Thursday, November 28, 2013

Grandmother's House

It's great to have one day of the year dedicated to gratitude, and a family holiday with food and other traditions.  But the U.S. Thanksgiving origin story again meets aspects of current reality: the day that Native Americans shared their food with starving Pilgrims, only to have the invaders slaughter them a year or so later.

American Indians have been victimized ever since, in large ways and small.  Their remaining land is the least desirable and usable, often now a dumping ground for hazardous waste and locales of toxic mining.  The lands that have remained relatively undisturbed are so remote and harsh that white people don't much want them.  So it is not much of a surprise that the first American climate crisis refugees are apt to be Inuit.

But this day is a living taunt in other ways.  Football is part of the tradition for many now, and the refusal of teams to understand the reasons for moving on from their Indian mascot names reaps ever new outrages, such as this one in Alabama, the equivalent of using the Holocaust to taunt a football opponent.  Nor is this some remote history--scroll down this story to the comments and see how close it is: "My Mvskoke great-great-grandfather, Moses Moore, and his family saw their lands near Dudleyville, Alabama, which is just 110 miles from McAdory High, taken away from them in 1838 by the federal policy that created the Trail of Tears."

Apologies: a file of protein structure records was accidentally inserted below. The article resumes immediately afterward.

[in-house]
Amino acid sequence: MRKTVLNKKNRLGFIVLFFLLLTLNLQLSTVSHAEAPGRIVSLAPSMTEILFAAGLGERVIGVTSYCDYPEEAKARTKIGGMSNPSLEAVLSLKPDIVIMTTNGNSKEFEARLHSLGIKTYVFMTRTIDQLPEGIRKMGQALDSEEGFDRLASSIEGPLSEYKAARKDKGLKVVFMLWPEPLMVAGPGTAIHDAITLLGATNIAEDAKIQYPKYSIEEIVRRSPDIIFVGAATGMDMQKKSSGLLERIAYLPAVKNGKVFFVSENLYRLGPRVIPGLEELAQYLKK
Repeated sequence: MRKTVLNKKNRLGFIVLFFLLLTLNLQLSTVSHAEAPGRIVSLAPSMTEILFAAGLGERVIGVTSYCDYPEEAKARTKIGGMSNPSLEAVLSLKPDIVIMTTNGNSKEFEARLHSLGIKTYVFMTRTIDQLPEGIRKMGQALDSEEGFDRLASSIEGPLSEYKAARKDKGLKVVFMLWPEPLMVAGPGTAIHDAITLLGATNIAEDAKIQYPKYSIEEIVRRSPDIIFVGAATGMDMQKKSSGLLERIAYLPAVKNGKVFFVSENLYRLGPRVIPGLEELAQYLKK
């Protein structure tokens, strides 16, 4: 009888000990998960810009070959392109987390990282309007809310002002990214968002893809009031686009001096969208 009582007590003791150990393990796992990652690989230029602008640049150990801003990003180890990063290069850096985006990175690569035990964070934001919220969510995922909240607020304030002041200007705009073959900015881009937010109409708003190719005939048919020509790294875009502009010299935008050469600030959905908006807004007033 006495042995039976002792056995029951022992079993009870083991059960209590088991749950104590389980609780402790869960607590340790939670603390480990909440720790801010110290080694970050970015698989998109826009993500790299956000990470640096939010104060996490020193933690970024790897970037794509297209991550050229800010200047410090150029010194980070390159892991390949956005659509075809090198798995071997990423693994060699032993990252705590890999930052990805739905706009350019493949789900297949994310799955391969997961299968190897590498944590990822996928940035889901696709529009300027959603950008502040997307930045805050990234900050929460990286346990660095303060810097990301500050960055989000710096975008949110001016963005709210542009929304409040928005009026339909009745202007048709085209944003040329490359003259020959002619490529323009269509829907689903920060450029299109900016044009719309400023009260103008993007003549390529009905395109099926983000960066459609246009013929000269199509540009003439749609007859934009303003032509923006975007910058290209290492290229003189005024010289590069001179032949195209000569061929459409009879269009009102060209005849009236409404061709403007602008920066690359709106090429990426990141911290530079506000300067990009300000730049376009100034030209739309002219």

In the NFL the name of the Washington team has been the focus of high controversy.  Pitfalls of the name are multiple, as evidenced last week, when the results of a game yielded headlines like 49ers Massacre Redskins.  For California Indians, it is too close to the historical reality of less than two centuries ago to be unnoticed.